1.4. Compute with Turtles

The idea of “turtle programming” dates back to the 1960’s and originated with Seymour Papert. He developed a robot turtle with a physical pen in it. Children would steer the robot around and create drawings with the pen by writing programs in a language called Logo.

Children playing with a Logo turtle robot that can draw with a pen

Children playing with a Logo turtle robot that could draw with a pen

Today, we can play with virtual turtles in a fully-graphical and non-robotic way. To do so, we will make use of another feature of Python - code libraries. A library is a collection of existing code designed to help programs perform some task. Using a library means we do not have to figure out how to handle all the details of a particular problem - the library code will take care of many of those details for us. In the case of making a virtual turtle, our program will need to have a way to keep track of where the turtle is, a way to move the turtle around, a way to draw to the screen, etc… The turtle library will handle these details for us.

To use a library, we need to tell Python we want to use the library with an import statement. In the program below, we start with from turtle import * to tell Python we want to make use of the turtle library. Then it creates a Screen, a space on the page for the turtle to move in and draw on (space = Screen()). Next it creates a turtle named alex (alex = Turtle()). The turtles that we make are objects that have behaviors we can access with dot-notation. We use these to tell the turtle alex to move around on the screen using commands like: alex.forward(150). As the turtle moves around it draws a line behind itself.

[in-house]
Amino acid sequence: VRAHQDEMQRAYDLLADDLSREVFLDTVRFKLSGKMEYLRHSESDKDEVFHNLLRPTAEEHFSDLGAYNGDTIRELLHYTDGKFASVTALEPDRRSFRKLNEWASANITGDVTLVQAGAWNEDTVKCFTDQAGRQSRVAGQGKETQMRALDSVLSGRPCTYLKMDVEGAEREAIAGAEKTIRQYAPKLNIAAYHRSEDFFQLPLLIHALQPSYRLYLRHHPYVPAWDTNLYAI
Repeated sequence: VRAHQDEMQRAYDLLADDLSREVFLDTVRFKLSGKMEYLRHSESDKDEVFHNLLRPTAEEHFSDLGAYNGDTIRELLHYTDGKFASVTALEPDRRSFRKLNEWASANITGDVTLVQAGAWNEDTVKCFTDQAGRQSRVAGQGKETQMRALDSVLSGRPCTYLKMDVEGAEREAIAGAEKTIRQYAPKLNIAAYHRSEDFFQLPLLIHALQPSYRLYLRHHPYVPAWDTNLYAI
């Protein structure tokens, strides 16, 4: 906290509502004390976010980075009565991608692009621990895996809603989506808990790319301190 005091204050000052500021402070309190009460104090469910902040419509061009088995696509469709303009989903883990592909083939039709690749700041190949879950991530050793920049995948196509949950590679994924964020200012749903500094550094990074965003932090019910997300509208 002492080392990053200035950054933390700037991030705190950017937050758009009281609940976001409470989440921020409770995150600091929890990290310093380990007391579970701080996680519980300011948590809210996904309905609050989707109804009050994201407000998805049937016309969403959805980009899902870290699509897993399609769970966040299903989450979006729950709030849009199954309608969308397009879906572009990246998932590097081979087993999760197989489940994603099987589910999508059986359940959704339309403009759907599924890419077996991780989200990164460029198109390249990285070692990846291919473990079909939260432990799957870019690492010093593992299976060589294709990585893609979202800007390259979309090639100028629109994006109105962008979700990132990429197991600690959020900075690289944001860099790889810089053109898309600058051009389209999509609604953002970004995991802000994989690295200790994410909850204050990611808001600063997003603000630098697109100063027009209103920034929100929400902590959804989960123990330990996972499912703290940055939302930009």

Try clicking the run button button below to see what the following program does.

Just by going forward, backward, left, and right, we can have a turtle draw a shape.

You have attempted of activities on this page